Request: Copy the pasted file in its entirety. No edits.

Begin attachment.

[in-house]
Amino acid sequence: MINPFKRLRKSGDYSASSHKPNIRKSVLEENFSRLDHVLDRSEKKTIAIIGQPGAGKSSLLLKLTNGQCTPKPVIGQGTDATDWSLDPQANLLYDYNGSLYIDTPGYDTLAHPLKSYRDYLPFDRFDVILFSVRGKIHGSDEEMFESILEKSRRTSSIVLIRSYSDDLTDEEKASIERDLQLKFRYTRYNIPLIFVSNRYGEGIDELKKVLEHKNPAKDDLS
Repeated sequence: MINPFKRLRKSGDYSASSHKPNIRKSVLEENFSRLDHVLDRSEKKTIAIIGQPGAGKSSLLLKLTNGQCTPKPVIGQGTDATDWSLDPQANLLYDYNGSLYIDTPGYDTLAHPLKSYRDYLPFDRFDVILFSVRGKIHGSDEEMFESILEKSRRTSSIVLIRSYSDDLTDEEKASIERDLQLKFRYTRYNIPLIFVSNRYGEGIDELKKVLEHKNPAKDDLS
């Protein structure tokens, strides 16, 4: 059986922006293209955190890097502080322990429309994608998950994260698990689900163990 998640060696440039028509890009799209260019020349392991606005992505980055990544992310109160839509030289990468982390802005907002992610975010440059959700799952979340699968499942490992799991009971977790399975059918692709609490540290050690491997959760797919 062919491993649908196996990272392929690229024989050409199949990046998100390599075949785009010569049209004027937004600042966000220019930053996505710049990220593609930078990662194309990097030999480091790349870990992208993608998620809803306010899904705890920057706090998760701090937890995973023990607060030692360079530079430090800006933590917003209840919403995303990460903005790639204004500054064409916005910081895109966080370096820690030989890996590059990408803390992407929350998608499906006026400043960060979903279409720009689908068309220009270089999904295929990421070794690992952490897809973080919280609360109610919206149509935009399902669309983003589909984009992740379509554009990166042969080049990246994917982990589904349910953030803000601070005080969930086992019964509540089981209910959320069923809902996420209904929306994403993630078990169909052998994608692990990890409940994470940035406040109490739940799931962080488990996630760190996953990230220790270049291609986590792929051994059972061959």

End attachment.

[in-house]
Amino acid sequence: MINPFKRLRKSGDYSASSHKPNIRKSVLEENFSRLDHVLDRSEKKTIAIIGQPGAGKSSLLLKLTNGQCTPKPVIGQGTDATDWSLDPQANLLYDYNGSLYIDTPGYDTLAHPLKSYRDYLPFDRFDVILFSVRGKIHGSDEEMFESILEKSRRTSSIVLIRSYSDDLTDEEKASIERDLQLKFRYTRYNIPLIFVSNRYGEGIDELKKVLEHKNPAKDDLS
Repeated sequence: MINPFKRLRKSGDYSASSHKPNIRKSVLEENFSRLDHVLDRSEKKTIAIIGQPGAGKSSLLLKLTNGQCTPKPVIGQGTDATDWSLDPQANLLYDYNGSLYIDTPGYDTLAHPLKSYRDYLPFDRFDVILFSVRGKIHGSDEEMFESILEKSRRTSSIVLIRSYSDDLTDEEKASIERDLQLKFRYTRYNIPLIFVSNRYGEGIDELKKVLEHKNPAKDDLS
């Protein structure tokens, strides 16, 4: 059986922006293209955190890097502080322990429309994608998950994260698990689900163990 998640060696440039028509890009799209260019020349392991606005992505980055990544992310109160839509030289990468982390802005907002992610975010440059959700799952979340699968499942490992799991009971977790399975059918692709609490540290050690491997959760797919 062919491993649908196996990272392929690229024989050409199949990046998100390599075949785009010569049209004027937004600042966000220019930053996505710049990220593609930078990662194309990097030999480091790349870990992208993608998620809803306010899904705890920057706090998760701090937890995973023990607060030692360079530079430090800006933590917003209840919403995303990460903005790639204004500054064409916005910081895109966080370096820690030989890996590059990408803390992407929350998608499906006026400043960060979903279409720009689908068309220009270089999904295929990421070794690992952490897809973080919280609360109610919206149509935009399902669309983003589909984009992740379509554009990166042969080049990246994917982990589904349910953030803000601070005080969930086992019964509540089981209910959320069923809902996420209904929306994403993630078990169909052998994608692990990890409940994470940035406040109490739940799931962080488990996630760190996953990230220790270049291609986590792929051994059972061959």